back” sheet for summative coursework, with comments directed at the various criteria for that piece of assessed work.

The UEA Learning Enhancement Team offers a range of ways to help you study more effectively and improve your
work. The tutors provide expert guidance on:

•    study skills
•    academic writing, including use of English; and
•    any mathematical and statistical parts of your course.

They offer free and confidential drop-in and tutorial appointments. They also run workshops and offer a wide range
of study guide materials. They are available for all students registered on UEA courses, during term time and holiday
periods when the University is open.

To find out more:

Telephone:       01603 592761
Email:           studentsupport@uea.ac.uk
Website:         https://portal.uea.ac.uk/student-support-service

LLB (M100) Handbook                                                                                  www.uea.ac.uk/law
17

HOW WILL YOU LEARN? (CONTINUED)

Students with specific learning difficulties

The Student Support Service offers one-to-one help for students with specific learning difficulties, both for initial
diagnosis and as ongoing support. If you need ‘reasonable adjustments’ for a disability (such as material on coloured
paper), the Service will identify those and, if you consent, share that information with the School.

LLB (M100) Handbook                                                                                 www.uea.ac.uk/law
18

ASSESSMENT

The UEA Law School uses a variety of summative assessment methods, thus allowing students to perform at their best
and thereby to maximise their opportunities for progression and successful completion. In addition, every semester
students should be offered various opportunities to submit formative coursework (see above). A mark of 70 or above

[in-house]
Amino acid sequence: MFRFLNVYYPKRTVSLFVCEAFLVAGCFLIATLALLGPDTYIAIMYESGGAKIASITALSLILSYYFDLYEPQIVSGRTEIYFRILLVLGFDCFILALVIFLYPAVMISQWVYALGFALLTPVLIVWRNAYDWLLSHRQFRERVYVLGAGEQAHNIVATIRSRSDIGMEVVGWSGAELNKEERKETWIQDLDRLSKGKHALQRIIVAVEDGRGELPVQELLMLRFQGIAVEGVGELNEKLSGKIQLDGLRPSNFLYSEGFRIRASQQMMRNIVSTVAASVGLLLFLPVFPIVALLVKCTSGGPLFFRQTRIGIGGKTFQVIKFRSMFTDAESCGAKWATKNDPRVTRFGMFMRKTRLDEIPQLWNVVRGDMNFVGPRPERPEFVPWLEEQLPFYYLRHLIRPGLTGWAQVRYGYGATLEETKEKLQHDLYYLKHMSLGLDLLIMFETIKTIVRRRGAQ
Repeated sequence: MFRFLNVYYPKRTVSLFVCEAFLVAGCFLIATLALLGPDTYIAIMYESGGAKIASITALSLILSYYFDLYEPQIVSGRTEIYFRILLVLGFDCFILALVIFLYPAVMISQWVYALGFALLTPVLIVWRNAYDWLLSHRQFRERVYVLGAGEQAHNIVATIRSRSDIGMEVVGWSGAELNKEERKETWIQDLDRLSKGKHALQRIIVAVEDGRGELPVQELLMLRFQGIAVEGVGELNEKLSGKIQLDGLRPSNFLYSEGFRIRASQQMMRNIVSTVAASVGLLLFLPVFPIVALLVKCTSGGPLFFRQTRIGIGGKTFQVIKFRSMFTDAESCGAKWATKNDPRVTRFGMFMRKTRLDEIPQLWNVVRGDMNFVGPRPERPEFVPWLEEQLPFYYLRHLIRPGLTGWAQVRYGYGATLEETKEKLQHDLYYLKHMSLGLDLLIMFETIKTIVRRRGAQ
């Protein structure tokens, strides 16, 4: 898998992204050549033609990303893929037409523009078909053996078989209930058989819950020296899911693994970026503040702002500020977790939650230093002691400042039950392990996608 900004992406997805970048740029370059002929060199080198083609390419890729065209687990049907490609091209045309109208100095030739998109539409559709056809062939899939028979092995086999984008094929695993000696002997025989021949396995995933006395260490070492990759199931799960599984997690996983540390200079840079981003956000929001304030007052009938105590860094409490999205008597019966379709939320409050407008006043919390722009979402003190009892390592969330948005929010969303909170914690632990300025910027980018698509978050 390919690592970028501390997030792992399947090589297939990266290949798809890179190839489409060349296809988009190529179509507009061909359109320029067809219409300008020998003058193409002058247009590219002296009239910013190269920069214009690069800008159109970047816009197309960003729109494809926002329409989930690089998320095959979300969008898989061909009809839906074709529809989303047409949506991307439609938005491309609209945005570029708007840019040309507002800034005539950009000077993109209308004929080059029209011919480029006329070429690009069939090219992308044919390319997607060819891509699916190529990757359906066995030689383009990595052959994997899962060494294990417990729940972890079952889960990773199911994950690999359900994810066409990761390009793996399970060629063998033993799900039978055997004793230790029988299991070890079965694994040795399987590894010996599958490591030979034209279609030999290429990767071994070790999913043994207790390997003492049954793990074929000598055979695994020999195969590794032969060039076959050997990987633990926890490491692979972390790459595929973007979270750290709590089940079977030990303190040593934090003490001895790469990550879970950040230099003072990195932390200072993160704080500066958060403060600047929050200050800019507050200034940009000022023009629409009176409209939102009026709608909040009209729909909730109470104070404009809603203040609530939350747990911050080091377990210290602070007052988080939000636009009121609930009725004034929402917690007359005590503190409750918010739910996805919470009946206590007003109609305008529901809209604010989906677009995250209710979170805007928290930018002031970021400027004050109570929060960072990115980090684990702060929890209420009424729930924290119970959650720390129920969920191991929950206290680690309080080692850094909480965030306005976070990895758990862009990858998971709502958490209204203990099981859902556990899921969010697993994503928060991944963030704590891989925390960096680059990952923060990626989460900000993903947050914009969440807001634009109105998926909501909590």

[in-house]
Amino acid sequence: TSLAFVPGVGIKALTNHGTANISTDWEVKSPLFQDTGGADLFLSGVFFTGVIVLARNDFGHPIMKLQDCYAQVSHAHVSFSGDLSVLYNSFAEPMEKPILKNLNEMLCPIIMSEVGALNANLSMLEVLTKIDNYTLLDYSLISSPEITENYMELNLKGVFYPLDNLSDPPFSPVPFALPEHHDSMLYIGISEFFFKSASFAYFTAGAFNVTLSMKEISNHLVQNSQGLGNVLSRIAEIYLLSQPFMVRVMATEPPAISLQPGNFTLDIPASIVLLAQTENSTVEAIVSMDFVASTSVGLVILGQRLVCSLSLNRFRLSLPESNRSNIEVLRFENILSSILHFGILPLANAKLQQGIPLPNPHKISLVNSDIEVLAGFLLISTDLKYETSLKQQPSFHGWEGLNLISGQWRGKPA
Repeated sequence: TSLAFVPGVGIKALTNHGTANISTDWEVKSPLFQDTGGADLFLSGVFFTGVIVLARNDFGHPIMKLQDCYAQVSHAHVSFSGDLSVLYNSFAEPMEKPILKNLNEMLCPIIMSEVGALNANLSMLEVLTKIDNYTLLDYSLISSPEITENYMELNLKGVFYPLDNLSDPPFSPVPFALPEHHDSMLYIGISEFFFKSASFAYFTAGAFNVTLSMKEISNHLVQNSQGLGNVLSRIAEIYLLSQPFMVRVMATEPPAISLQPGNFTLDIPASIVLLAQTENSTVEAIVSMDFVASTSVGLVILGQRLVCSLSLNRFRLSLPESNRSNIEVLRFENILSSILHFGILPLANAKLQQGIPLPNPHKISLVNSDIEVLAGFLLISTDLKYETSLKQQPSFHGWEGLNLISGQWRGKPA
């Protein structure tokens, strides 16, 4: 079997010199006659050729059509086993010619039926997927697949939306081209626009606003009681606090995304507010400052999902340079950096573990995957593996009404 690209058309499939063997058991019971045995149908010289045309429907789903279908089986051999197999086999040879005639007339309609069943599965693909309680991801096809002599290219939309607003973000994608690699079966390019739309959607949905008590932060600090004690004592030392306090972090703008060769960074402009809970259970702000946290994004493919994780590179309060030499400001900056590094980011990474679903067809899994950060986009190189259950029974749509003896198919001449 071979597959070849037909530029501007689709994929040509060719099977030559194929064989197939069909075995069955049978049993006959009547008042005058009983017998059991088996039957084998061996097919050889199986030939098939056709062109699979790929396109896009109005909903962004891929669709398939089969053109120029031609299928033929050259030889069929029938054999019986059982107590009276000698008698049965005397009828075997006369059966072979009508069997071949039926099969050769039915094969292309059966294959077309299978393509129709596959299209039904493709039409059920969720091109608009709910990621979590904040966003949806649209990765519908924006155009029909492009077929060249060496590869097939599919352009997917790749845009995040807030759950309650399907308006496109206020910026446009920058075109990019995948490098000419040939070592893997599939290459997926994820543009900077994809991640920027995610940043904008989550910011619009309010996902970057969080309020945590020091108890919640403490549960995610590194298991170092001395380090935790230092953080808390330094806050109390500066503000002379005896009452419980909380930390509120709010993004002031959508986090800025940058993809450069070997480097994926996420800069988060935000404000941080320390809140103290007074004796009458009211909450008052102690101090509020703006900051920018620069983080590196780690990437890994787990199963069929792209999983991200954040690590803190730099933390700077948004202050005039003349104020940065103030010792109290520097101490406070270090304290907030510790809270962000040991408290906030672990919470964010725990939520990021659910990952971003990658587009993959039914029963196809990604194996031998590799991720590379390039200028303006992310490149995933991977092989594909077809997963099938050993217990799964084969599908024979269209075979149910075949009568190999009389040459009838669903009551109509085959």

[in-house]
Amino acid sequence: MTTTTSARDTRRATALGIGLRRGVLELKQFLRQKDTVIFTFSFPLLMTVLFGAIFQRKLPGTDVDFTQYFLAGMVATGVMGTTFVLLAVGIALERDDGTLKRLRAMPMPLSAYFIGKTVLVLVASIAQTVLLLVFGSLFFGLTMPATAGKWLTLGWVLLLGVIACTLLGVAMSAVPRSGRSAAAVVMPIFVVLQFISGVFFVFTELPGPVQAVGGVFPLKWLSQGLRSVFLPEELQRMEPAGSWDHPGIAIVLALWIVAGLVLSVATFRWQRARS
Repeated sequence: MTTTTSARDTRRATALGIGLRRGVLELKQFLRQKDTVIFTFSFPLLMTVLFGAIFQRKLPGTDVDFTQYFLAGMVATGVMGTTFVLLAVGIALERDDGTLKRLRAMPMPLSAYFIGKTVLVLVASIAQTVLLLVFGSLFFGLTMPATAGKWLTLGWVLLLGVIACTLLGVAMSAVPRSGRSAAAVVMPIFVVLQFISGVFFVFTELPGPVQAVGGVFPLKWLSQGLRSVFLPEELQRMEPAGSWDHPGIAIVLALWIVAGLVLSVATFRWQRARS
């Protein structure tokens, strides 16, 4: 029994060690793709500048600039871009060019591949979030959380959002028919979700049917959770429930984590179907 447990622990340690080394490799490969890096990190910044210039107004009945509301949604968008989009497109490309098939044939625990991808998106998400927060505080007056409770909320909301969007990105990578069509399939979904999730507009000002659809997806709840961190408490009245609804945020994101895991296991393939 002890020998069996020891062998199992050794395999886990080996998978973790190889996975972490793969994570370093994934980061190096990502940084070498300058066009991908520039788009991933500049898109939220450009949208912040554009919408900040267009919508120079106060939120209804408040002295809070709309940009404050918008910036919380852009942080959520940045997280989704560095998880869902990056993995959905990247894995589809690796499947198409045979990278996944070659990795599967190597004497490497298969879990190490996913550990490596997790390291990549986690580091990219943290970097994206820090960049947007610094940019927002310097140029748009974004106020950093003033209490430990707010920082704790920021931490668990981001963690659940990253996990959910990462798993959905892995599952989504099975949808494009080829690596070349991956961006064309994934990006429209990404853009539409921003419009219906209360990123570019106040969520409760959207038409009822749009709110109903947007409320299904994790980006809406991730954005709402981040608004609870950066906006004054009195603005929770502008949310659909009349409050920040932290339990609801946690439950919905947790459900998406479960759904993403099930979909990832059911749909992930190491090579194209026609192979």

denotes a first-class answer; a mark below 40 is a fail. The following criteria are used to determine the mark to be
awarded in coursework or examinations.

When undertaking any piece of assessment, you should be aware that you will be assessed by reference to the extent
to which your answer meets the following criteria:

1. The attainment of learning outcomes and a high level of scholarship;
2. Understanding of the subject, identification of relevant issues and the application of substantive subject knowledge
   to the question asked;
3. Capacity to critically analyse and formulate logical and sustained arguments;
4. Ability to illustrate and justify arguments and conclusions by reference to appropriately chosen source material;
5. Clear and accurate expression. In the case of coursework, writing concisely to the word limit, with the use of ap-
   propriate and consistent referencing.
6. Clear and logical standard of presentation, demonstrating an ability to structure and organise work in a coherent
   way;

 Any Mark       To obtain a mark in this classification, a       Additionally, in the case of coursework:
                candidate must:
 80 or above    • Demonstrate a very high standard of            •   Show evidence of an ability to extract, evaluate
                    critical analysis and understanding of           and assimilate relevant information from a range
 Exemplary          relevant issues and concepts;                    of sources, including electronic sources;
 standard       • Produce a very coherent synthesis of           •   Show exemplary judgement in assessment of
                    ideas;                                           evidence;
                • Display a very high standard of insight and    •   A very high standard of presentation and written
                    intellectual vigour;                             English: clear, logical and with few errors.
                • Show a depth of understanding directly         •   Accurate use of an appropriate system of
                    addressed to the question;                       referencing, to produce footnotes and a
                • Use a systematic approach, developing a            bibliography of a very high standard.
                    logical argument throughout; and
                • Make sophisticated use of examples to
                    illustrate points and justify arguments.